Explaining the need
With the introduction of the UK Foundation Programme in August 2005, junior doctors were required to make major career decisions 18 months after finishing their undergraduate training. Yet prior to the introduction of Modernising Medical Careers (MMC), the majority of junior doctors still did not regard their career choices as definitive three years after leaving medical school (Goldacre et al., 2004).
Currently it is unclear what changes will be implemented in light of the recent inquiry into MMC. However, the recommendations highlighted the need for accurate information about the competitiveness of different specialties and also for greater access to career advice at undergraduate level. This accords with earlier studies that demonstrated that medical students and junior doctors tend to view the quantity and quality of career support they receive as inadequate (e.g. Lambert et al., 2000; Jackson et al., 2003; Lambert and Goldacre, 2007).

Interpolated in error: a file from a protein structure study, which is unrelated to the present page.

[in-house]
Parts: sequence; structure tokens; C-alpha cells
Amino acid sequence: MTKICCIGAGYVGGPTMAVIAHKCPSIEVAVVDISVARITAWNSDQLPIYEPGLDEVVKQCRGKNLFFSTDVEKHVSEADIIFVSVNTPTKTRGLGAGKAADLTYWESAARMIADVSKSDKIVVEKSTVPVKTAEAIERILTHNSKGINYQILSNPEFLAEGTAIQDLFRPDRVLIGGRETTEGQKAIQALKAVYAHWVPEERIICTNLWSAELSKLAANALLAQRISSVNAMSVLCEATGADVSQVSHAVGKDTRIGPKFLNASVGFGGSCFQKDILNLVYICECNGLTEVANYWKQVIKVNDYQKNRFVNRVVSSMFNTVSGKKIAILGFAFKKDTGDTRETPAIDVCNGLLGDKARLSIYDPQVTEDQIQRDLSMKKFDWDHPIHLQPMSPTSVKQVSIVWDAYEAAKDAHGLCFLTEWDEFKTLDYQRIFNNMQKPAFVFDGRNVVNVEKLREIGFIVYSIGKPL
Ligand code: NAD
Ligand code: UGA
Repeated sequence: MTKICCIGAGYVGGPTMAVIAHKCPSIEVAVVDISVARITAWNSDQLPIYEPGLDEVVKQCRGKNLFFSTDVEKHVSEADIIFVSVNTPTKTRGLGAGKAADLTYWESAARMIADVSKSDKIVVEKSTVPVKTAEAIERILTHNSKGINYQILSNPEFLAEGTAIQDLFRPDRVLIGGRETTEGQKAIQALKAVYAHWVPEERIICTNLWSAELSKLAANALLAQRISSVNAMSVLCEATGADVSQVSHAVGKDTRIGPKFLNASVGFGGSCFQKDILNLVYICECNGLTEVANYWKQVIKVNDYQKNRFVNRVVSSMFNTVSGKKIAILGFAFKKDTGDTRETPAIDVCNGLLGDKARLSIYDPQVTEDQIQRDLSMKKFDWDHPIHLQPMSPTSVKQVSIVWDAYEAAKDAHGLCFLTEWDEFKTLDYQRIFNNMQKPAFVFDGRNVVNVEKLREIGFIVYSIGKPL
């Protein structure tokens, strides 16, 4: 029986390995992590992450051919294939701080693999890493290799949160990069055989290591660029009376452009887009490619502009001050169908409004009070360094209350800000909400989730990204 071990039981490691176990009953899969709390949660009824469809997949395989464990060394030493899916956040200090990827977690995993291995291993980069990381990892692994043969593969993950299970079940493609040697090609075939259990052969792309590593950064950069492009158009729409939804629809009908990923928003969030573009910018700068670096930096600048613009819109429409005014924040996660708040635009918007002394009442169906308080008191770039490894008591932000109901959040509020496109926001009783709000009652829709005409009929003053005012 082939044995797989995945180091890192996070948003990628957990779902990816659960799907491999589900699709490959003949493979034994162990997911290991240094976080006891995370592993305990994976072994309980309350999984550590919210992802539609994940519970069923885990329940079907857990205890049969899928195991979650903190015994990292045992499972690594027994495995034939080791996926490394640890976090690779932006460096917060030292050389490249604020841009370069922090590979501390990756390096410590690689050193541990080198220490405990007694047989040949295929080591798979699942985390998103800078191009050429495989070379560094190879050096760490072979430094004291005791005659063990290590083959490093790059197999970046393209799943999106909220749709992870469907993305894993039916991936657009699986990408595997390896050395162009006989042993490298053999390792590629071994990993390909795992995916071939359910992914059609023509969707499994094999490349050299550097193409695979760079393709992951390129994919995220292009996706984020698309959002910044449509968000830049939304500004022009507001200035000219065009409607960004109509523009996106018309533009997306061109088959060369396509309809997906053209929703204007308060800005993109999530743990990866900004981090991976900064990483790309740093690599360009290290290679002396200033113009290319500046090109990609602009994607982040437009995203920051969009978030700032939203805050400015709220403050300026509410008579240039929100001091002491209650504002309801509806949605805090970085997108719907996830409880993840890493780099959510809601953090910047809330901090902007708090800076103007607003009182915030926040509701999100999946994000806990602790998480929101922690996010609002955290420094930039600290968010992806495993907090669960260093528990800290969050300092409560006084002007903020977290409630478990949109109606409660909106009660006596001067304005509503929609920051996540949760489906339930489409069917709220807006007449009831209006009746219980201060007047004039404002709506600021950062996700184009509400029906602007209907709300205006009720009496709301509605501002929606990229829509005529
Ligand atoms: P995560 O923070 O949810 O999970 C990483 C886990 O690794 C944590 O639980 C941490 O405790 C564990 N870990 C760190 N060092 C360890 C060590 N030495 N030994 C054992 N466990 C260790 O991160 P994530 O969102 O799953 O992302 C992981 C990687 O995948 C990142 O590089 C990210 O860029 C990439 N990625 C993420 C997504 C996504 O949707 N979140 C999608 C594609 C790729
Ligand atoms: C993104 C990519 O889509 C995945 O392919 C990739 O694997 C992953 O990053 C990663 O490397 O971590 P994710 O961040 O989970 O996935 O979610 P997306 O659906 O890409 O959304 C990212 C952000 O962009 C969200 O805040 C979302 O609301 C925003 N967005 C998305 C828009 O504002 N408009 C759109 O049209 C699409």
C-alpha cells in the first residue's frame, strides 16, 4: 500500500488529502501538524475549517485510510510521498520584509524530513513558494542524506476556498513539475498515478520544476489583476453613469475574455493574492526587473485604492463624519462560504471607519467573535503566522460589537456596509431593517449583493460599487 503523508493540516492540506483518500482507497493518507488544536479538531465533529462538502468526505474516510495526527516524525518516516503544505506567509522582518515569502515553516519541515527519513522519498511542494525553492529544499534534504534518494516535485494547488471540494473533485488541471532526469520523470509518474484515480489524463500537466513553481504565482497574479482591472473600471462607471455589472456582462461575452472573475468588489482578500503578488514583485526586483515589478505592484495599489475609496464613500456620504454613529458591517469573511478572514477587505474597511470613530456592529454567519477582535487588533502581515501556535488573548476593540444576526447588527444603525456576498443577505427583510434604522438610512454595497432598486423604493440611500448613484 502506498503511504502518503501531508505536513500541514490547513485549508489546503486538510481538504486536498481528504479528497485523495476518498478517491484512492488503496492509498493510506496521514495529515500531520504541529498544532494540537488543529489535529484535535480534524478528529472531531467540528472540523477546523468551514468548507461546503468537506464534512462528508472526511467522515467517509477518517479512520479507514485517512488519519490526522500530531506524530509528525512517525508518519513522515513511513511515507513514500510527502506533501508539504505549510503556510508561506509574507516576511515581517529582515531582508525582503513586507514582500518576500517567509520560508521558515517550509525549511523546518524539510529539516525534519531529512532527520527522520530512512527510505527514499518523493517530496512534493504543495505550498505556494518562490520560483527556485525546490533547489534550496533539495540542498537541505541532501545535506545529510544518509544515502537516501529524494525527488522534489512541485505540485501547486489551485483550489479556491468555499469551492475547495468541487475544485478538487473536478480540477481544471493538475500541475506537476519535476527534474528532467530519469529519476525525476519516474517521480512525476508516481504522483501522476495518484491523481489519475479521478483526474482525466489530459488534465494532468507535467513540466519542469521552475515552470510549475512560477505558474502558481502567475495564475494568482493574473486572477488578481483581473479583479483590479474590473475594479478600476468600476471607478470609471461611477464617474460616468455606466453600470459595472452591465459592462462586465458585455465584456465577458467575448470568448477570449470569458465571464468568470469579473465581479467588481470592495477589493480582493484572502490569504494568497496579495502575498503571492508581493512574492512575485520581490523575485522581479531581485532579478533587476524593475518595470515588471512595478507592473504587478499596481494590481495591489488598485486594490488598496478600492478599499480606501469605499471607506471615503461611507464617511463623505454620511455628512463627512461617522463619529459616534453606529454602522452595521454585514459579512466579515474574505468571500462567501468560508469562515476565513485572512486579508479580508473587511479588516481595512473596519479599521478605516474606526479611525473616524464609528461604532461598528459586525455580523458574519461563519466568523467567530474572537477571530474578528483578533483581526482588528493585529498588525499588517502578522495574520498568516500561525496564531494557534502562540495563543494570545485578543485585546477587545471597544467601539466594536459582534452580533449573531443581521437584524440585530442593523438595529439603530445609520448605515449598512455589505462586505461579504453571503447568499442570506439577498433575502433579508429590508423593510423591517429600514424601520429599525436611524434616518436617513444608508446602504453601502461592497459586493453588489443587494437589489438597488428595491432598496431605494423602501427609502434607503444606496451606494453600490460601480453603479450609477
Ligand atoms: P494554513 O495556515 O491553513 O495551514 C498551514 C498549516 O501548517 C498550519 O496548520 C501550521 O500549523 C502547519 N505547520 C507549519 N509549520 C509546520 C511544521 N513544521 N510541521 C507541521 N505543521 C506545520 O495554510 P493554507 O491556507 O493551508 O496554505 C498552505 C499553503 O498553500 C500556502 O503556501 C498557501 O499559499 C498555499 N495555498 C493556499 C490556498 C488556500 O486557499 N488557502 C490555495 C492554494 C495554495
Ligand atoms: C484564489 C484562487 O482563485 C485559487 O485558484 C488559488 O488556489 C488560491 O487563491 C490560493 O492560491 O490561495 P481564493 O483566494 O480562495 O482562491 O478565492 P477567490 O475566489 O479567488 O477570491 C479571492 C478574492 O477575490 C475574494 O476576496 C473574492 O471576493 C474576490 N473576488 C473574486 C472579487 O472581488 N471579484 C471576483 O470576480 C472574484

Who should provide support?
A study of medical students and junior doctors carried out in 2003 found that the most frequent source of career advice was senior doctors (Jackson et al., 2003). Prior to MMC, there was minimal training available for clinicians in how to provide career support. Since the inception of MMC, training initiatives have begun to be provided for educational supervisors, and more comprehensive courses are on offer for clinical tutors and other designated faculty members. Qualified careers advisors have also been appointed in many regions. So the next question to consider is ‘Who does what?’
Tiers of support
The notion of tiers of support can be helpful.
With this model all educational supervisors should have access to some basic training in providing career support (such as this module). Trust-based clinical staff with additional educational responsibilities can take referrals from educational supervisors and this will be sufficient for the majority of trainees. But those trainees who need specialist career support can be referred to the deanery or university careers service.